Brexit: Nigel Dodds says Boris Johnson is 'too eager to get deal'
Boris Johnson was "too eager by far to get a deal at any cost," the Democratic Unionist Party deputy leader Nigel Dodds has said.
A Brexit deal, between the UK and EU, was struck on Thursday before a meeting of EU leaders in Brussels.
The DUP said it is "unable" to back the proposals in the Commons as they are not in the best interests of NI.
The party's support is seen as crucial if the deal is to pass in Parliament before the 31 October deadline.
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Speaking alongside DUP leader Arlene Foster, Mr Dodds said the Benn Act, which requires the prime minister to ask for an extension if there is no deal by Saturday, had forced Mr Johnson into "desperation measures".
"If he'd held his nerve - held out - he would have got better concessions which kept the integrity, both economic and constitutional, of the UK," said Mr Dodds.
He said the DUP believed that since it had been proved that the Withdrawal Agreement could be changed, it "should be changed much more for the better".
He added that the issue of consent in the deal is a "major rewriting of the Belfast Agreement" adding it was "something anyone who has any concern for any kind of political process in Northern Ireland should be very, very concerned about".
Mr Dodds also said he expected a "massive vote" against Mr Johnson's deal on Saturday, and said the DUP would not be isolated on that.
'Consent is the cornerstone'
The UK and the EU have been working on the legal text of a deal but it will still need the approval of both the UK and European parliaments.
Speaking in Brussels, the EU's chief Brexit negotiator Michel Barnier described the consent proposal in the agreement as "a cornerstone of our newly agreed approach".
"Four years after entry into force of the protocol, the elected representatives of Northern Ireland will be able to decide by simple majority whether to continue applying relevant union rules in Northern Ireland or not," he said.
What has the reaction been in NI and the Republic of Ireland?
Speaking in Londonderry, the Northern Ireland Secretary Julian Smith said "we've abandoned nobody" when asked if the government had decided not to rely on the DUP's votes.
Taoiseach (Irish Prime Minister) Leo Varadkar, who is in Brussels for the EU summit, said: "It's up to the members of the House of Commons now to decide whether they want a deal."
Sinn Féin president Mary Lou McDonald said a deal was a "least worst option" that would "only mitigate the worst effects of Brexit".
"The deal agreed today is complex and wide-ranging and all aspects need to be considered in their entirety," she added.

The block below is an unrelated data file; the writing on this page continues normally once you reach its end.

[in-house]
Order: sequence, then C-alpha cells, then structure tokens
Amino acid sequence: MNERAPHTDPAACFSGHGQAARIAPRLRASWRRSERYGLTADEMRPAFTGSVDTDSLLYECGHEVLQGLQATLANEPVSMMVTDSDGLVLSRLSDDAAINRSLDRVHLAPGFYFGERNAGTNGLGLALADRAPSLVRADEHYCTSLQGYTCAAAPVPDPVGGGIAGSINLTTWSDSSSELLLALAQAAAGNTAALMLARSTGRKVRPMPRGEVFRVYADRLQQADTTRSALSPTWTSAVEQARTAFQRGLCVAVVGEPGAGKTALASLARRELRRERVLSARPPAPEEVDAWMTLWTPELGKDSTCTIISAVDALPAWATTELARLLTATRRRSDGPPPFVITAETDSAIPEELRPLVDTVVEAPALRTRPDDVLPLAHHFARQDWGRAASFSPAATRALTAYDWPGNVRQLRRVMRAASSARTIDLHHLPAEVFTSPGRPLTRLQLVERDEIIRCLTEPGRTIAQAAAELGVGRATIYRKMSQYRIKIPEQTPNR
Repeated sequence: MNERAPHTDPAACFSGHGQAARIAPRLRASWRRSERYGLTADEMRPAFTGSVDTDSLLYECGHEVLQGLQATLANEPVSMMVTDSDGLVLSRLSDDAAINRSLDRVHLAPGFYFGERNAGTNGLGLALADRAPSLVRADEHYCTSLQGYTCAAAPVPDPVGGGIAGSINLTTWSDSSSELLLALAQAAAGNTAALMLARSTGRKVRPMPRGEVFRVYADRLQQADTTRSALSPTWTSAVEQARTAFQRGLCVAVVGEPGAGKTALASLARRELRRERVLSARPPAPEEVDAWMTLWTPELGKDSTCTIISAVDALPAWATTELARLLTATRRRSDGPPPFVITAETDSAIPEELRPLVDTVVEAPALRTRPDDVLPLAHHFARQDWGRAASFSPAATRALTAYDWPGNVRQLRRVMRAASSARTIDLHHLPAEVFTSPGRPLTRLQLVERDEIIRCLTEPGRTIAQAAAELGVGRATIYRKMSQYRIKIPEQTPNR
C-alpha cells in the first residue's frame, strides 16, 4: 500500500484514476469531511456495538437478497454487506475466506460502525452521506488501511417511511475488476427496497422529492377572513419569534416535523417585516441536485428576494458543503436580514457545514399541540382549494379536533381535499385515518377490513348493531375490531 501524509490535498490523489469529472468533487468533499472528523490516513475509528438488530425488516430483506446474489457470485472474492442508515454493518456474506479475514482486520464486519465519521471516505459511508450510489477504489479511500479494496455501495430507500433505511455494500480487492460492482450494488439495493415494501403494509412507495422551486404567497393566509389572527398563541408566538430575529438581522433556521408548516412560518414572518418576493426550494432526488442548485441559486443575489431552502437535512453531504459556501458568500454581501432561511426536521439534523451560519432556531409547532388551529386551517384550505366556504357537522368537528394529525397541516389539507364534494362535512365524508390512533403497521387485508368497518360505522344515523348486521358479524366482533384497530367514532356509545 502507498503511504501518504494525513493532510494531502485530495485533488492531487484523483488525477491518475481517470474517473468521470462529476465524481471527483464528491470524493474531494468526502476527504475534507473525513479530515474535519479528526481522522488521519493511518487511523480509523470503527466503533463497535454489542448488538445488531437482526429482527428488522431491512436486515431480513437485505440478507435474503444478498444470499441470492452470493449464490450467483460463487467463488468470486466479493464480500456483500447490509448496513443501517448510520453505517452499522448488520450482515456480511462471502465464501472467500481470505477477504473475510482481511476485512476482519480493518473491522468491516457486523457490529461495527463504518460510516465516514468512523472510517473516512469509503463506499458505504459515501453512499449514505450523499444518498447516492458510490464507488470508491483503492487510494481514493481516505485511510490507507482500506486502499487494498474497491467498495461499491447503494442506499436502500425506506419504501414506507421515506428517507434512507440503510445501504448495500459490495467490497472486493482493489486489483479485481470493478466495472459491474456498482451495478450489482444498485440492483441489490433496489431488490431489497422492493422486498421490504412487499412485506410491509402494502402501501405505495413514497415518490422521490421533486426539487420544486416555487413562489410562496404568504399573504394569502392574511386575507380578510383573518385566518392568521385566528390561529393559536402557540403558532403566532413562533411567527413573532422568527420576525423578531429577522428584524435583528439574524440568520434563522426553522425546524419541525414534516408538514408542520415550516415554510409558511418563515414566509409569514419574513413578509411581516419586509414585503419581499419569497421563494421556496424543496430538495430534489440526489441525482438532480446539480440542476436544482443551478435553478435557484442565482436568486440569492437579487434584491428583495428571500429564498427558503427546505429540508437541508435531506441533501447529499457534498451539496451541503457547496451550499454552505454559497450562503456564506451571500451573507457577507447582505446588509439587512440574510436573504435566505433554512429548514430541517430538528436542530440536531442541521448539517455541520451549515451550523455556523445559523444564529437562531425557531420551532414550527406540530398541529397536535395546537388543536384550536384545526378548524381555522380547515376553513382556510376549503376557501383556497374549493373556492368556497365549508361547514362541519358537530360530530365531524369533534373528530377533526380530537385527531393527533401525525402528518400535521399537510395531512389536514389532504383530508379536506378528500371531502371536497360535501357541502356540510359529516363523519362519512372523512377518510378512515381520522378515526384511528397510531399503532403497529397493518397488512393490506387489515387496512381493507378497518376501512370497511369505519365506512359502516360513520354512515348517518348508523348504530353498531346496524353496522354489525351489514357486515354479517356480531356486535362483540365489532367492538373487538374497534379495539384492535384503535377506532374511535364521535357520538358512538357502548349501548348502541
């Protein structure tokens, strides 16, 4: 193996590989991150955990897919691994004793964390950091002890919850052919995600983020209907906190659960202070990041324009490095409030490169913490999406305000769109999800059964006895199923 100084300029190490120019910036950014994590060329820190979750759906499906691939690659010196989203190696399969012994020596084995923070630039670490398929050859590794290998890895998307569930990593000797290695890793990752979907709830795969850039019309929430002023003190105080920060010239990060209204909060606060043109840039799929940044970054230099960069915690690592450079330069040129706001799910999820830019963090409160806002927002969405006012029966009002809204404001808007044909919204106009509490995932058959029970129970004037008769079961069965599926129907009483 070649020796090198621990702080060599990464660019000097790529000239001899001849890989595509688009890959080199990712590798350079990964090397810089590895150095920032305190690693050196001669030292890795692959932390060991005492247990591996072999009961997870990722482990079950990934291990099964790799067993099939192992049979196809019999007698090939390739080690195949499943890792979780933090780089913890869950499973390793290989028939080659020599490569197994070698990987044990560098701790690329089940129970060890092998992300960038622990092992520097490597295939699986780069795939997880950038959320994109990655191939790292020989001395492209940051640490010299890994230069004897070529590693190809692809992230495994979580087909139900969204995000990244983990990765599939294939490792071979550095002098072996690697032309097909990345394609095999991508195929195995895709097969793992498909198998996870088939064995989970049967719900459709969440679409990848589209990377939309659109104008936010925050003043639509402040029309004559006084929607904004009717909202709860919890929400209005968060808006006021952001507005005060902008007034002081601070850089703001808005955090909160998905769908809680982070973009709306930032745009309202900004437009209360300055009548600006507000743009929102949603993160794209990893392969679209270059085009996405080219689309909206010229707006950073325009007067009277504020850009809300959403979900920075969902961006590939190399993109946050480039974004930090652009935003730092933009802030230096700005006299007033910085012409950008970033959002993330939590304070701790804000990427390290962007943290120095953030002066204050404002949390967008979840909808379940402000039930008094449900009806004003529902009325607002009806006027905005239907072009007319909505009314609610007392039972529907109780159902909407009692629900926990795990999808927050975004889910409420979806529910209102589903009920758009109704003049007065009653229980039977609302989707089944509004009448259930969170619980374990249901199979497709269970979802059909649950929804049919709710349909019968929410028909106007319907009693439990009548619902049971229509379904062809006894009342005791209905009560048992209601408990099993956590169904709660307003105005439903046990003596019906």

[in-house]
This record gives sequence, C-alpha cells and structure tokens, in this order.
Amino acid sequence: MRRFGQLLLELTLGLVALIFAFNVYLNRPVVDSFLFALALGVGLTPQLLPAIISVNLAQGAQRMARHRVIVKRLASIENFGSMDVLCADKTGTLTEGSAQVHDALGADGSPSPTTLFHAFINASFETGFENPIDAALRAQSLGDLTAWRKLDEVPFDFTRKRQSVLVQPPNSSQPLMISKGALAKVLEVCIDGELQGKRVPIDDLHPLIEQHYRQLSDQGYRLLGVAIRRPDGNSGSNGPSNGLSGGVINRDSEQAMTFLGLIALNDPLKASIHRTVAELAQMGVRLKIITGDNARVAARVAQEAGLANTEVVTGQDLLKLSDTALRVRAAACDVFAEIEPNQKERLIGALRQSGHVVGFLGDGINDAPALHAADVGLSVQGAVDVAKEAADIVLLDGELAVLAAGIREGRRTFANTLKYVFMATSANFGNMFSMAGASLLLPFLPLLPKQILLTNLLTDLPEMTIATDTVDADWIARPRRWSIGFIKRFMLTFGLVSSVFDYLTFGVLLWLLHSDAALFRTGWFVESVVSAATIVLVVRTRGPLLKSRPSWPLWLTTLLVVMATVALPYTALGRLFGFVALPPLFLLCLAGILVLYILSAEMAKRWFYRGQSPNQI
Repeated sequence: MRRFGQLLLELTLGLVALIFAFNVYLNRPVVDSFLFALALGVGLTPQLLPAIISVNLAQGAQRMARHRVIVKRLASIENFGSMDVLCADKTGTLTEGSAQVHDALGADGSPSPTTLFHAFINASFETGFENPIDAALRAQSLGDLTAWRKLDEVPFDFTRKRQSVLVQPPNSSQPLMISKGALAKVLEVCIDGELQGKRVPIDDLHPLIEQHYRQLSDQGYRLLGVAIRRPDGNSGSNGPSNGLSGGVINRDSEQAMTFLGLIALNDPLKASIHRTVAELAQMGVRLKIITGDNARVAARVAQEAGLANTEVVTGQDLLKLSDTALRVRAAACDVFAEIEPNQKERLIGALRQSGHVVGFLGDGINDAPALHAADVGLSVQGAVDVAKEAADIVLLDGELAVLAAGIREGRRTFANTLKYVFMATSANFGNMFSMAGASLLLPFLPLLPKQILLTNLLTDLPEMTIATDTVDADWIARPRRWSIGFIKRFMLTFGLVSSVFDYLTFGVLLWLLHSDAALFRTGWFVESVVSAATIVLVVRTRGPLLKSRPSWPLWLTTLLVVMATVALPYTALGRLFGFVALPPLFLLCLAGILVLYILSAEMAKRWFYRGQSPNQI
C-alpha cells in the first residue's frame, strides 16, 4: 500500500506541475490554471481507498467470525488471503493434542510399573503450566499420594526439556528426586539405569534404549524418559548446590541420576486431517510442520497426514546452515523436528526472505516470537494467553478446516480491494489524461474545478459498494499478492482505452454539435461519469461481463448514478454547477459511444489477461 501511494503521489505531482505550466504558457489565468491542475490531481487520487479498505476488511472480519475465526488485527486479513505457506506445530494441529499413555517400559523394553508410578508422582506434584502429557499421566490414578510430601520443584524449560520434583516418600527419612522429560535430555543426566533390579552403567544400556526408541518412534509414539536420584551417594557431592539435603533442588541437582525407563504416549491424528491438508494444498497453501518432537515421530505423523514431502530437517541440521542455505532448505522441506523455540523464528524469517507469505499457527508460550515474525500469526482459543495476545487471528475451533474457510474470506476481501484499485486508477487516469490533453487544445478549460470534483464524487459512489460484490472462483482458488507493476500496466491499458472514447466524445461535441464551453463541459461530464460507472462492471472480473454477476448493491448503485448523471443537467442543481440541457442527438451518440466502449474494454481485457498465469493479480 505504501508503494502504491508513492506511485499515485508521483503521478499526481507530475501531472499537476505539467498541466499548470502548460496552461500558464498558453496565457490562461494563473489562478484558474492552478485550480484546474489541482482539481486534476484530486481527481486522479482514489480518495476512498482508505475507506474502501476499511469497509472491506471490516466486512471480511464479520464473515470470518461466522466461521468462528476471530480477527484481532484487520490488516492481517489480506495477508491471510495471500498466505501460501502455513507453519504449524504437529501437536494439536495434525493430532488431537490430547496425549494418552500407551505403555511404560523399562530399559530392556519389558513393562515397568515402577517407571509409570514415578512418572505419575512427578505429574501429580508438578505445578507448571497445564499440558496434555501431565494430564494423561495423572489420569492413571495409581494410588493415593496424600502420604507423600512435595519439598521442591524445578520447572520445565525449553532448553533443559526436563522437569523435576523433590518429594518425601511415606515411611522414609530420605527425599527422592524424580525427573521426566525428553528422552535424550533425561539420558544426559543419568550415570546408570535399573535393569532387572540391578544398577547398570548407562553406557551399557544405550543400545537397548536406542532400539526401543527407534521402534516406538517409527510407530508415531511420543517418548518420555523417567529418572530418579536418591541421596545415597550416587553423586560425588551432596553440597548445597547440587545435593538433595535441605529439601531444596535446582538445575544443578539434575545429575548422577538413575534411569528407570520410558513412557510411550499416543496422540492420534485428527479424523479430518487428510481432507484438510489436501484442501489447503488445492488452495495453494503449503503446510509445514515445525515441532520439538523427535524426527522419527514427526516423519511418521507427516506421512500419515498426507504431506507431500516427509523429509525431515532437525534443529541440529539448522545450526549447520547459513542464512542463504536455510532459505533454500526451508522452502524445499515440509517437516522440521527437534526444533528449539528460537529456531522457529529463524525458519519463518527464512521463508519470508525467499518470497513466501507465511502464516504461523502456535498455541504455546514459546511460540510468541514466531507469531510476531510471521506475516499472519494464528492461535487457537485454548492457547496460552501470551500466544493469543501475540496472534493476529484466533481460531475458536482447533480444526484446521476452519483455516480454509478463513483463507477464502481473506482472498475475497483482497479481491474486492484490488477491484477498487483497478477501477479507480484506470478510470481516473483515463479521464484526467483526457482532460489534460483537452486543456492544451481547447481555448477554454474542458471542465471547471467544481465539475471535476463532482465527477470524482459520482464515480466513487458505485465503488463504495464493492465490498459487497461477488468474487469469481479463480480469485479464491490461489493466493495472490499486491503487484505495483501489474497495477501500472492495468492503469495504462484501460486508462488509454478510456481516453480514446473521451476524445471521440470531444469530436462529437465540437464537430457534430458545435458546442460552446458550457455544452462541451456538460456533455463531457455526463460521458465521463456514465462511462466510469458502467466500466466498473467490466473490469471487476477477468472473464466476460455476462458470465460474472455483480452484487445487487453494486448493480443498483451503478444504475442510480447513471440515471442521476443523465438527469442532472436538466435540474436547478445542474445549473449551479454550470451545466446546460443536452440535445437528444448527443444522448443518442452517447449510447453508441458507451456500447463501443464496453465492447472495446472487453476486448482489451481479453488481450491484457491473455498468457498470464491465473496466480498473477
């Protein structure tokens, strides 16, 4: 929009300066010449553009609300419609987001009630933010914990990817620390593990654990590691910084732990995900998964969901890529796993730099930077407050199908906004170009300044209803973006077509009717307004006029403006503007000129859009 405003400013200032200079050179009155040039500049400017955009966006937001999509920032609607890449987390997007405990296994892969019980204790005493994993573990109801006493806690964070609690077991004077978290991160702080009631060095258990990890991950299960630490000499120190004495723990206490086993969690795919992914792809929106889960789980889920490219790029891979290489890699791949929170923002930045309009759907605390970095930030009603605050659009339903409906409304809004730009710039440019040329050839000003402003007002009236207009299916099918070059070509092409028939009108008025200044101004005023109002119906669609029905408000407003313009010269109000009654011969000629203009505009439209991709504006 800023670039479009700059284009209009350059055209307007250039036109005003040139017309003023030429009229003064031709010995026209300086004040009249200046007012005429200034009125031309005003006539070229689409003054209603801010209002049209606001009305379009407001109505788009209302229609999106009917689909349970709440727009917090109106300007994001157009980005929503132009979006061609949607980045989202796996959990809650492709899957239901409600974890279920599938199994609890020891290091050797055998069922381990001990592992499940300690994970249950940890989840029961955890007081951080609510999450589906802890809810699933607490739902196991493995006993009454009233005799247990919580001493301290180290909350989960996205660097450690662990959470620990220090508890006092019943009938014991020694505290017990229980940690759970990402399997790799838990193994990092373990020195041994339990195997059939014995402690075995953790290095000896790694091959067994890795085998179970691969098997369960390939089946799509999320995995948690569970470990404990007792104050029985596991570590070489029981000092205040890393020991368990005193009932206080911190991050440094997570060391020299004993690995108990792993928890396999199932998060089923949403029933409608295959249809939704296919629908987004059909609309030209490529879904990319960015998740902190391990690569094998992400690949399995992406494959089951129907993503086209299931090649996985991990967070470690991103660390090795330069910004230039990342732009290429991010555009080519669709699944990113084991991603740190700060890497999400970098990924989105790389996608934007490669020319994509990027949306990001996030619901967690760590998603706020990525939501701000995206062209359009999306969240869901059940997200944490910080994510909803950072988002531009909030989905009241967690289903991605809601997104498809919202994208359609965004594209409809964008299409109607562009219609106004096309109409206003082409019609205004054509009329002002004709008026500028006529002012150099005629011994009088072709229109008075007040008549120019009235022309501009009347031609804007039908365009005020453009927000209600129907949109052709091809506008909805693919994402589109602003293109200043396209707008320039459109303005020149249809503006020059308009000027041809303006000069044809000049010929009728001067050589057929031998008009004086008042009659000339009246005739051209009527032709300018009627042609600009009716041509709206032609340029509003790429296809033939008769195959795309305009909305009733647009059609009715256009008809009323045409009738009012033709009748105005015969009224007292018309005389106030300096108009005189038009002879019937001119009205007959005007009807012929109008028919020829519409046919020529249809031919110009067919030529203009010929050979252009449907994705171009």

Ulster Unionist Party (UUP) leader Robin Swann said the deal would "place Northern Ireland on the window ledge of the union".
He said unionist MPs should "think long and hard" before voting on the deal, adding: "What's more important? The pursuit of a puritanical Brexit or the security and integrity of the union?"
SDLP leader Colum Eastwood appealed to the DUP not to "shoot this down" because the alternative was a no-deal Brexit that would be a "threat to our peace process".
"[The DUP has] a responsibility to the farmers, to the business community, to the ordinary community out there to get this resolved," he added.
Alliance Party leader and MEP Naomi Long said she wanted the prime minister to put the deal to the public in a referendum.
"If the DUP are not willing to provide the arithmetic to get a deal through Parliament then I think Boris Johnson would be right to go to the public."
Conservative MP and Brexit supporter Iain Duncan Smith said he would "reserve judgement" on the deal until he had read the detail of it.
He said: "There are issues - if the DUP aren't backing it, what are their reasons for not backing it?"
What does the deal involve for NI?
The Brexit deal struck in Brussels would involve Stormont giving ongoing consent to any special arrangements for Northern Ireland.
It would not be the unionists' veto demanded by the DUP - instead the arrangements could be approved by a straight majority.
Pro-EU parties have a narrow majority at Stormont.
It would continue to follow EU rules on food safety and product standards.
The DUP has already accepted that Northern Ireland would have to align with some EU rules to avoid a hard border.
Northern Ireland would also leave the EU customs union.
But EU customs procedures would still apply on goods coming into Northern Ireland from Great Britain in order to avoid checks at the border.
Stormont would have to approve those arrangements on an ongoing basis.
Approval would involve a straight-forward majority, which would keep the special arrangements in place for four years.
Alternatively, if the arrangements are approved by a majority of nationalists and a majority of unionists, they would remain in place for eight years - that would incentivise a cross-community consensus.
If the Northern Ireland Assembly voted to end the arrangements there would be a two-year notice period, during which the UK and the EU would have to agree ways to protect the peace process and avoid a hard border.
There is no fallback position in case the two sides cannot find a solution.
If a vote was not held - by choice or because the assembly was not sitting - then the government has committed to finding an "alternative process".
The EU believes that replaces the backstop - which would have lasted "unless and until" an alternative was found - with arrangements that are sustainable over time and are democratically supported, as requested by the UK.